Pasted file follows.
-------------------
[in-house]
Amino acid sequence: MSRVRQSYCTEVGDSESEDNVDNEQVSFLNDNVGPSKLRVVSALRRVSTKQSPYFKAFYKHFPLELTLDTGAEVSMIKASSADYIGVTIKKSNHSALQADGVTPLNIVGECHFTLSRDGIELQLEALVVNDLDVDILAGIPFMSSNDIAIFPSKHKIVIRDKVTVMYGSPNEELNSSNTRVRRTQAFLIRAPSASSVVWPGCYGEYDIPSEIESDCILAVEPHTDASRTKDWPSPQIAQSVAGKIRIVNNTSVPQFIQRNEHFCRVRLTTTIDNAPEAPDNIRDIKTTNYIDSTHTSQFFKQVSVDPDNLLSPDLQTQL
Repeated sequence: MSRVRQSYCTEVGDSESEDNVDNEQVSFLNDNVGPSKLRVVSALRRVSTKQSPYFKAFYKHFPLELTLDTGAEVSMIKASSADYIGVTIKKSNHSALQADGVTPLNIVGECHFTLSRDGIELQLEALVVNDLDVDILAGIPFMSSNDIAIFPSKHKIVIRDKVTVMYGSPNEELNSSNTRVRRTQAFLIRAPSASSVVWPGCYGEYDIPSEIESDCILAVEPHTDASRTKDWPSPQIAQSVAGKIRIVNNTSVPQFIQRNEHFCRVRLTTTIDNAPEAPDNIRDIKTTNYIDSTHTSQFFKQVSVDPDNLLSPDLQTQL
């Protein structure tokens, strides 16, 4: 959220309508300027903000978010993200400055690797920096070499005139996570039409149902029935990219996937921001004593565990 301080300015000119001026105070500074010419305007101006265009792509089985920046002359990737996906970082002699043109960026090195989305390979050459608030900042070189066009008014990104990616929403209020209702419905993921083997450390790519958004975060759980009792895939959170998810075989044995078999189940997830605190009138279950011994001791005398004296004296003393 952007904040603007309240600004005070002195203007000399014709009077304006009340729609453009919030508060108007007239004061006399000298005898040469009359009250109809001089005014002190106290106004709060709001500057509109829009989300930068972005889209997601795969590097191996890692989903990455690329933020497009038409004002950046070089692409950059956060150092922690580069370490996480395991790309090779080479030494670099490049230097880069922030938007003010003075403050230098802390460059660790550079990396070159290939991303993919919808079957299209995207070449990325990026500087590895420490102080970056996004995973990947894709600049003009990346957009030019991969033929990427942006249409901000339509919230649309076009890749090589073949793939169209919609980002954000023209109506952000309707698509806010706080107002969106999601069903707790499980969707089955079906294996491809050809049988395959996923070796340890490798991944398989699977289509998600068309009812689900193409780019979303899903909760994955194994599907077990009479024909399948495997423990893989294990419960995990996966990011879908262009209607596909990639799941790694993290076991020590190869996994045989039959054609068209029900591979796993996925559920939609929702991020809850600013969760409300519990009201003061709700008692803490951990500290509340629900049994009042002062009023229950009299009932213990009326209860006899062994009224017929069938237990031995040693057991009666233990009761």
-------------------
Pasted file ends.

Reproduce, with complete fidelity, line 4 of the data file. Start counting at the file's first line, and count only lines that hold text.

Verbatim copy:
């Protein structure tokens, strides 16, 4: 959220309508300027903000978010993200400055690797920096070499005139996570039409149902029935990219996937921001004593565990 301080300015000119001026105070500074010419305007101006265009792509089985920046002359990737996906970082002699043109960026090195989305390979050459608030900042070189066009008014990104990616929403209020209702419905993921083997450390790519958004975060759980009792895939959170998810075989044995078999189940997830605190009138279950011994001791005398004296004296003393 952007904040603007309240600004005070002195203007000399014709009077304006009340729609453009919030508060108007007239004061006399000298005898040469009359009250109809001089005014002190106290106004709060709001500057509109829009989300930068972005889209997601795969590097191996890692989903990455690329933020497009038409004002950046070089692409950059956060150092922690580069370490996480395991790309090779080479030494670099490049230097880069922030938007003010003075403050230098802390460059660790550079990396070159290939991303993919919808079957299209995207070449990325990026500087590895420490102080970056996004995973990947894709600049003009990346957009030019991969033929990427942006249409901000339509919230649309076009890749090589073949793939169209919609980002954000023209109506952000309707698509806010706080107002969106999601069903707790499980969707089955079906294996491809050809049988395959996923070796340890490798991944398989699977289509998600068309009812689900193409780019979303899903909760994955194994599907077990009479024909399948495997423990893989294990419960995990996966990011879908262009209607596909990639799941790694993290076991020590190869996994045989039959054609068209029900591979796993996925559920939609929702991020809850600013969760409300519990009201003061709700008692803490951990500290509340629900049994009042002062009023229950009299009932213990009326209860006899062994009224017929069938237990031995040693057991009666233990009761």